The Effects of Dietary Ferric Iron and Iron Deprivation on the Bacterial Composition of the Mouse Intestine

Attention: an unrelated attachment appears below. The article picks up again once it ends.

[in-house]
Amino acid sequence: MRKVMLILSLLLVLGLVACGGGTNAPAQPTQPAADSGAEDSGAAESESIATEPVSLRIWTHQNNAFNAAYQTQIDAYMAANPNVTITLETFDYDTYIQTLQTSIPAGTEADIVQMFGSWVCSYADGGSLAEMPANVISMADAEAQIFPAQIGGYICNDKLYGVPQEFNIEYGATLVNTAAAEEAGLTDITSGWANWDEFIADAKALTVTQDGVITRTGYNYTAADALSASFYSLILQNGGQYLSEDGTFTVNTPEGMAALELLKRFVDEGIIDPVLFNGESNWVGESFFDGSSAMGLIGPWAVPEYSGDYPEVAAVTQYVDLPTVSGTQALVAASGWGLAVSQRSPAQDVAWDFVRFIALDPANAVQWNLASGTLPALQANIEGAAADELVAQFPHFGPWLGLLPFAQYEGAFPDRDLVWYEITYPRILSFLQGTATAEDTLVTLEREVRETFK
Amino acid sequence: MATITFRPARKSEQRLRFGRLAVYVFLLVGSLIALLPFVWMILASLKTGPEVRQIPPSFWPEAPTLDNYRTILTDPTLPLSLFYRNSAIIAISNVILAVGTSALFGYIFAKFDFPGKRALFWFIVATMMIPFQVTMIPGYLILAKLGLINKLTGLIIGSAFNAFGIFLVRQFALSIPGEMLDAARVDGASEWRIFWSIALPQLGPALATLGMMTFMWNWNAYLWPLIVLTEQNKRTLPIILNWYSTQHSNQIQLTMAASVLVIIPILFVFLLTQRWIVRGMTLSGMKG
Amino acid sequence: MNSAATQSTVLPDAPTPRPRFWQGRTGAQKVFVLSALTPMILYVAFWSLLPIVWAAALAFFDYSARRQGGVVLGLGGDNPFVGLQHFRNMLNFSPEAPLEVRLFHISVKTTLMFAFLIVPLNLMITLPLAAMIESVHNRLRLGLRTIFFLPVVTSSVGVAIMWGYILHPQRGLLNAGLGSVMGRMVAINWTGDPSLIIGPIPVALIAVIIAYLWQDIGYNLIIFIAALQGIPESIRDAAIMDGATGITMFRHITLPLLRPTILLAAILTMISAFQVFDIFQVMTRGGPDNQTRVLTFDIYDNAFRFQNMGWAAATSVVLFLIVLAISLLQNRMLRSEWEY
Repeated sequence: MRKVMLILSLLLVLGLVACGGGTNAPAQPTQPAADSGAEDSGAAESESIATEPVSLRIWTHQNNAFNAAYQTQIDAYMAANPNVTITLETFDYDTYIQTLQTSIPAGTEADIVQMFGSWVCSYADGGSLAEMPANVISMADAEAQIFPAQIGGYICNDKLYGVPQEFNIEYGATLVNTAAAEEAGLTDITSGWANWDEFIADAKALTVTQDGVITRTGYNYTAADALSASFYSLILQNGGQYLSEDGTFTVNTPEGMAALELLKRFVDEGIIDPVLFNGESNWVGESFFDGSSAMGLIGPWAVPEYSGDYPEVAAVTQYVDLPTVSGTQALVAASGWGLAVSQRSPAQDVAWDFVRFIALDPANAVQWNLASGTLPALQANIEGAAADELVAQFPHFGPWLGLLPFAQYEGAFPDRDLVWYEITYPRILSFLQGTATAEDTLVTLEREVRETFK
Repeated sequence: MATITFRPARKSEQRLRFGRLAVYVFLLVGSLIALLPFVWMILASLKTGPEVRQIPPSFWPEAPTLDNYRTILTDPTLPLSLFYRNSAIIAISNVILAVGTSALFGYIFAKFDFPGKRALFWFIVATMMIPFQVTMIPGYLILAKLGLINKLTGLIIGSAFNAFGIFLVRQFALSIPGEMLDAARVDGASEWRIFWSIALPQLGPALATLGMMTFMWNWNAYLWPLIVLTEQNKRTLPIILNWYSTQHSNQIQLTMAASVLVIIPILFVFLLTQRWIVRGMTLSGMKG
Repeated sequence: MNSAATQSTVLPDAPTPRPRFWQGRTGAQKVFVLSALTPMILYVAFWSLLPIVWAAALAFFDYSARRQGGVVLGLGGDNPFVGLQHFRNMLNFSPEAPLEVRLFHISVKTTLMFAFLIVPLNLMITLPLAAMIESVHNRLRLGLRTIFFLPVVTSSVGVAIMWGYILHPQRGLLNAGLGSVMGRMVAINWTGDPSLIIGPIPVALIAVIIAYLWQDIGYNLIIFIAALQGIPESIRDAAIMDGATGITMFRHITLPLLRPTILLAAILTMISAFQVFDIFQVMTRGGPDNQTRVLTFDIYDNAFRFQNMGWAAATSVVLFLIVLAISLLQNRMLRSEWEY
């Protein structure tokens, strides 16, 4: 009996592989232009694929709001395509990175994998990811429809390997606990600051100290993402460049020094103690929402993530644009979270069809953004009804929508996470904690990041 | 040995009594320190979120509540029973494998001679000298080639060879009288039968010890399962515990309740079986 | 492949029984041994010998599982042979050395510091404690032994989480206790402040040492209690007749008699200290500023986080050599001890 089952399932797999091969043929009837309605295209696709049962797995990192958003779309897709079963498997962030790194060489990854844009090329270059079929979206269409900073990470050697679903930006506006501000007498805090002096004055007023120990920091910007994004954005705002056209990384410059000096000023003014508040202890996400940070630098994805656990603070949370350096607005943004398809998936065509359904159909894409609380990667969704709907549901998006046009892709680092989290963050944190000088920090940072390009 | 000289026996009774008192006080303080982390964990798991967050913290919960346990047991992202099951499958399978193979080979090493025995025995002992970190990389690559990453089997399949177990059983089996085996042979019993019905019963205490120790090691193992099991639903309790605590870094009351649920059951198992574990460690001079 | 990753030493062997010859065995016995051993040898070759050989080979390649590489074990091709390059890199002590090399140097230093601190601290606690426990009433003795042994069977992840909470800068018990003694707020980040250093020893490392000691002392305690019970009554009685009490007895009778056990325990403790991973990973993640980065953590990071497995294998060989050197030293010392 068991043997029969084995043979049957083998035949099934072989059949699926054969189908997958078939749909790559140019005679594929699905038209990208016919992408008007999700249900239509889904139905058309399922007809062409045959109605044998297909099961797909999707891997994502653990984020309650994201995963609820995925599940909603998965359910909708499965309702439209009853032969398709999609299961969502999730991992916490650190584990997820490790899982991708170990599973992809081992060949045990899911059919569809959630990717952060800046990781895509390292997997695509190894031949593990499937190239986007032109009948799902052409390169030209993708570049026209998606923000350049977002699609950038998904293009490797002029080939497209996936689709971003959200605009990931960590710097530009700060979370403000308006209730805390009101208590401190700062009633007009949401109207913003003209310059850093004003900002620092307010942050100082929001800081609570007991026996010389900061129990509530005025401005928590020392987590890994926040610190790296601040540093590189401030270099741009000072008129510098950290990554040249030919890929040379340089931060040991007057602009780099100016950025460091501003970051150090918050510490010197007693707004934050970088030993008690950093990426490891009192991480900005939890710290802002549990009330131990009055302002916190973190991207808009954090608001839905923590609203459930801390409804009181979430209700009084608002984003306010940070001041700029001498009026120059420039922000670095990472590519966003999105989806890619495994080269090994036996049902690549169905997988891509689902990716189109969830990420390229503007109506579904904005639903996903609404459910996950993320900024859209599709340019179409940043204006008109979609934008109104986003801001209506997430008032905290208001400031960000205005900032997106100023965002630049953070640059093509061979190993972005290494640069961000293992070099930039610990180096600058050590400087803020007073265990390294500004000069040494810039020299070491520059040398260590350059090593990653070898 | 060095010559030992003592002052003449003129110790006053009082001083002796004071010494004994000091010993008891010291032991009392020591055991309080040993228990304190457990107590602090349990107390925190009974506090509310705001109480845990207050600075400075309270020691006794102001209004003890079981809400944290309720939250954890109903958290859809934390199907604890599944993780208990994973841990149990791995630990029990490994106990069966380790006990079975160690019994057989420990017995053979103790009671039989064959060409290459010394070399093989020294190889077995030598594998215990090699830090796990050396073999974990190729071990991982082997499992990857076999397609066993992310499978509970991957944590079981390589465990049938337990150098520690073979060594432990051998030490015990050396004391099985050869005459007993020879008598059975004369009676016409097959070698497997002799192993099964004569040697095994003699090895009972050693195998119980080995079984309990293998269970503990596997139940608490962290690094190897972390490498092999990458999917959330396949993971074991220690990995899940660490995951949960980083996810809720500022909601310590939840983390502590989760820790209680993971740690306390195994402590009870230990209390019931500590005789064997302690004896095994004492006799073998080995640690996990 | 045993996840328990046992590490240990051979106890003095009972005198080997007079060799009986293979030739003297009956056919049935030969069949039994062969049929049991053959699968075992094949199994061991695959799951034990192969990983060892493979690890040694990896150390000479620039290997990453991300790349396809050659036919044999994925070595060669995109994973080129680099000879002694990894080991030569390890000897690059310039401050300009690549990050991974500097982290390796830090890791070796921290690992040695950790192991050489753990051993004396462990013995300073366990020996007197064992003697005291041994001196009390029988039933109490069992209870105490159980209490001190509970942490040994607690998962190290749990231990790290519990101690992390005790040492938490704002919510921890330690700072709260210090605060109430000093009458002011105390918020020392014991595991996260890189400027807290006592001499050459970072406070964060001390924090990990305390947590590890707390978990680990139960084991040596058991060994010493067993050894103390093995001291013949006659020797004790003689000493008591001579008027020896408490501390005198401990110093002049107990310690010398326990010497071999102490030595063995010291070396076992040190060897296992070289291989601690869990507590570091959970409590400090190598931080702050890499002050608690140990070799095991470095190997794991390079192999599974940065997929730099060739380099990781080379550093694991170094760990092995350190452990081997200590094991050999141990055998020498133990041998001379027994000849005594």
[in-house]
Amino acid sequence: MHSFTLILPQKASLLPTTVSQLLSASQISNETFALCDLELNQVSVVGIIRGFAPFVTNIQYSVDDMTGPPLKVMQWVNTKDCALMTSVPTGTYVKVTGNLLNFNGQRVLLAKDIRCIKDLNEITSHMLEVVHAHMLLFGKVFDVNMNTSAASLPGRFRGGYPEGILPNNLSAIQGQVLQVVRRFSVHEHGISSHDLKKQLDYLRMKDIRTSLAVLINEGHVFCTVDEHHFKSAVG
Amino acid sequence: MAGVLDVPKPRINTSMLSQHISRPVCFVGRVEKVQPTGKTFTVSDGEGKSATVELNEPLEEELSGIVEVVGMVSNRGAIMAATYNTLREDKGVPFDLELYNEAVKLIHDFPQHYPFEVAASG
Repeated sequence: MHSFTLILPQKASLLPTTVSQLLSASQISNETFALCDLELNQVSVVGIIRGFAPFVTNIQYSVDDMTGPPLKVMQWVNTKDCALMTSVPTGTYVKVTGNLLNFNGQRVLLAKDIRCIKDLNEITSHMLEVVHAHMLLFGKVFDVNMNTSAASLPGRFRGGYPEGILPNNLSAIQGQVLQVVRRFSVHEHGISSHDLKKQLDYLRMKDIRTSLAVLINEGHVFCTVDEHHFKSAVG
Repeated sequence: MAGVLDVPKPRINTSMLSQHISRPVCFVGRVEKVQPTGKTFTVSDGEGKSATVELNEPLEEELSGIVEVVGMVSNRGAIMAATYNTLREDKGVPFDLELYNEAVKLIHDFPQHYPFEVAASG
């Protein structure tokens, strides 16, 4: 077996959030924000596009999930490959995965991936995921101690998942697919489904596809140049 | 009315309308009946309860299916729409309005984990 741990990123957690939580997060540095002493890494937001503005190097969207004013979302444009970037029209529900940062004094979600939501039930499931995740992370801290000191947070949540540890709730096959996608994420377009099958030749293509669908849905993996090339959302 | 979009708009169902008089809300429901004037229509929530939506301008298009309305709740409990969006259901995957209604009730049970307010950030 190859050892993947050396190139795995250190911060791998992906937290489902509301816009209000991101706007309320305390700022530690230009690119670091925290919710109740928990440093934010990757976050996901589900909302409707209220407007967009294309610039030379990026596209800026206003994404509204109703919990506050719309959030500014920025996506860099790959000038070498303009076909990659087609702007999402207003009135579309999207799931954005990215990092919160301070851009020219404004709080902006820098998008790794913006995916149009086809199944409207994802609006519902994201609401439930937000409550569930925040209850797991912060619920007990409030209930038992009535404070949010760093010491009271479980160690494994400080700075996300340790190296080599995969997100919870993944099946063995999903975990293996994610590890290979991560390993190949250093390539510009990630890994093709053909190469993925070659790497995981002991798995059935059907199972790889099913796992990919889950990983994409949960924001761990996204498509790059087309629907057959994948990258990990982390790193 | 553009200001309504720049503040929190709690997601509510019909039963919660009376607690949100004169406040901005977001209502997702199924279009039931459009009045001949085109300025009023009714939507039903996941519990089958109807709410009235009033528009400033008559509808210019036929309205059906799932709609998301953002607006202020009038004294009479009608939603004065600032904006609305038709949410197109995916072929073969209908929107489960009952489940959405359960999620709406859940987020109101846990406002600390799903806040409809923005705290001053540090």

The influence of dietary ferric iron on the intestinal microbiota of mice was investigated with a view to promoting benign lactic acid bacteria (which have minimal iron requirements) in order to enhance colonization-resistance potential. Three groups of eight mice received a diet differing only in iron content, for a period of 12 weeks. Dietary iron deprivation resulted in overall increased small intestinal bacterial populations, including lactic acid bacteria, but these differences were generally not significant (p > 0.05). With the exception of coliforms, all examined bacterial groups (anaerobes, micro-aerophiles, lactobacilli, and enterococci) were significantly (p < 0.05) elevated in the colons of iron-deprived mice. The relatively low numbers of total anaerobes in the colons of iron-replete and iron-overloaded mice suggested that, as well as promotion of bacteria under iron-deprived condition, provision of ferric iron suppressed bacteria, probably by oxidation of normally reduced environments.
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